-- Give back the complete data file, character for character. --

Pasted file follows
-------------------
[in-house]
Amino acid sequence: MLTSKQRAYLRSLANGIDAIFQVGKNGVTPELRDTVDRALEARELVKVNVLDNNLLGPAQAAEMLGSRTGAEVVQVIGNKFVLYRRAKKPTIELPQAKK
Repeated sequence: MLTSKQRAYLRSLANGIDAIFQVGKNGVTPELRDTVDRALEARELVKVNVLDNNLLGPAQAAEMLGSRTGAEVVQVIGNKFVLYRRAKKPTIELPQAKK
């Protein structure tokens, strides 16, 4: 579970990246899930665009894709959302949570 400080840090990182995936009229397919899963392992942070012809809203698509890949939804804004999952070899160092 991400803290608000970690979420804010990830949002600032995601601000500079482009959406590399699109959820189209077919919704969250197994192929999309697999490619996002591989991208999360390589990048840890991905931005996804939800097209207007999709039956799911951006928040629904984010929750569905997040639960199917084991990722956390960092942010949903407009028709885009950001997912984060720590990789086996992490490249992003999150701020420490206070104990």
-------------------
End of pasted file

[in-house]
Amino acid sequence: MLTSKQRAYLRSLANGIDAIFQVGKNGVTPELRDTVDRALEARELVKVNVLDNNLLGPAQAAEMLGSRTGAEVVQVIGNKFVLYRRAKKPTIELPQAKK
Repeated sequence: MLTSKQRAYLRSLANGIDAIFQVGKNGVTPELRDTVDRALEARELVKVNVLDNNLLGPAQAAEMLGSRTGAEVVQVIGNKFVLYRRAKKPTIELPQAKK
């Protein structure tokens, strides 16, 4: 579970990246899930665009894709959302949570 400080840090990182995936009229397919899963392992942070012809809203698509890949939804804004999952070899160092 991400803290608000970690979420804010990830949002600032995601601000500079482009959406590399699109959820189209077919919704969250197994192929999309697999490619996002591989991208999360390589990048840890991905931005996804939800097209207007999709039956799911951006928040629904984010929750569905997040639960199917084991990722956390960092942010949903407009028709885009950001997912984060720590990789086996992490490249992003999150701020420490206070104990």